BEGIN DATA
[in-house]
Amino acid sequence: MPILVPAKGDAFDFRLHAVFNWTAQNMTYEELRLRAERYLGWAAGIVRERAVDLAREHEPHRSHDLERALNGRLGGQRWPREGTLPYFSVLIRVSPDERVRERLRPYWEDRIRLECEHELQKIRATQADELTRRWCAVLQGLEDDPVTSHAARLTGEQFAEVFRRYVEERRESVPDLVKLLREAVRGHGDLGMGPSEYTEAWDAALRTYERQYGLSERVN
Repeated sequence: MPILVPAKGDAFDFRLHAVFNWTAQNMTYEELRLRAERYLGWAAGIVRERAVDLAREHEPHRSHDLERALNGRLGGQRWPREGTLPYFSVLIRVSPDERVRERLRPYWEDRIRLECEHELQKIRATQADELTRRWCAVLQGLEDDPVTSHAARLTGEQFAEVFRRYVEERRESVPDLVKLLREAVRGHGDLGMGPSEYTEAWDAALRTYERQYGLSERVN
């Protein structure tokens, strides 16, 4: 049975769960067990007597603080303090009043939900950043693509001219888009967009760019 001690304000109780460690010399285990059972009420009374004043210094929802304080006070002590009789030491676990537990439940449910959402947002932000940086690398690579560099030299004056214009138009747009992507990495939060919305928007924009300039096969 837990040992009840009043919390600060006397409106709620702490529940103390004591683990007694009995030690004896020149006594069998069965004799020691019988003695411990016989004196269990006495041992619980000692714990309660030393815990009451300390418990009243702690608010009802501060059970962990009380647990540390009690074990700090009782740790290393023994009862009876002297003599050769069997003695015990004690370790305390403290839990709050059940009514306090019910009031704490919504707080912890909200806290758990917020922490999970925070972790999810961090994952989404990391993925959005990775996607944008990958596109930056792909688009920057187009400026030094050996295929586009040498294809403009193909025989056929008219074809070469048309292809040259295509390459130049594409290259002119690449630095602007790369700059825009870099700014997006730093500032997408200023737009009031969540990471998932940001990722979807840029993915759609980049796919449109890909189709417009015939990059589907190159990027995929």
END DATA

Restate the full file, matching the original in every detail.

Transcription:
[in-house]
Amino acid sequence: MPILVPAKGDAFDFRLHAVFNWTAQNMTYEELRLRAERYLGWAAGIVRERAVDLAREHEPHRSHDLERALNGRLGGQRWPREGTLPYFSVLIRVSPDERVRERLRPYWEDRIRLECEHELQKIRATQADELTRRWCAVLQGLEDDPVTSHAARLTGEQFAEVFRRYVEERRESVPDLVKLLREAVRGHGDLGMGPSEYTEAWDAALRTYERQYGLSERVN
Repeated sequence: MPILVPAKGDAFDFRLHAVFNWTAQNMTYEELRLRAERYLGWAAGIVRERAVDLAREHEPHRSHDLERALNGRLGGQRWPREGTLPYFSVLIRVSPDERVRERLRPYWEDRIRLECEHELQKIRATQADELTRRWCAVLQGLEDDPVTSHAARLTGEQFAEVFRRYVEERRESVPDLVKLLREAVRGHGDLGMGPSEYTEAWDAALRTYERQYGLSERVN
């Protein structure tokens, strides 16, 4: 049975769960067990007597603080303090009043939900950043693509001219888009967009760019 001690304000109780460690010399285990059972009420009374004043210094929802304080006070002590009789030491676990537990439940449910959402947002932000940086690398690579560099030299004056214009138009747009992507990495939060919305928007924009300039096969 837990040992009840009043919390600060006397409106709620702490529940103390004591683990007694009995030690004896020149006594069998069965004799020691019988003695411990016989004196269990006495041992619980000692714990309660030393815990009451300390418990009243702690608010009802501060059970962990009380647990540390009690074990700090009782740790290393023994009862009876002297003599050769069997003695015990004690370790305390403290839990709050059940009514306090019910009031704490919504707080912890909200806290758990917020922490999970925070972790999810961090994952989404990391993925959005990775996607944008990958596109930056792909688009920057187009400026030094050996295929586009040498294809403009193909025989056929008219074809070469048309292809040259295509390459130049594409290259002119690449630095602007790369700059825009870099700014997006730093500032997408200023737009009031969540990471998932940001990722979807840029993915759609980049796919449109890909189709417009015939990059589907190159990027995929």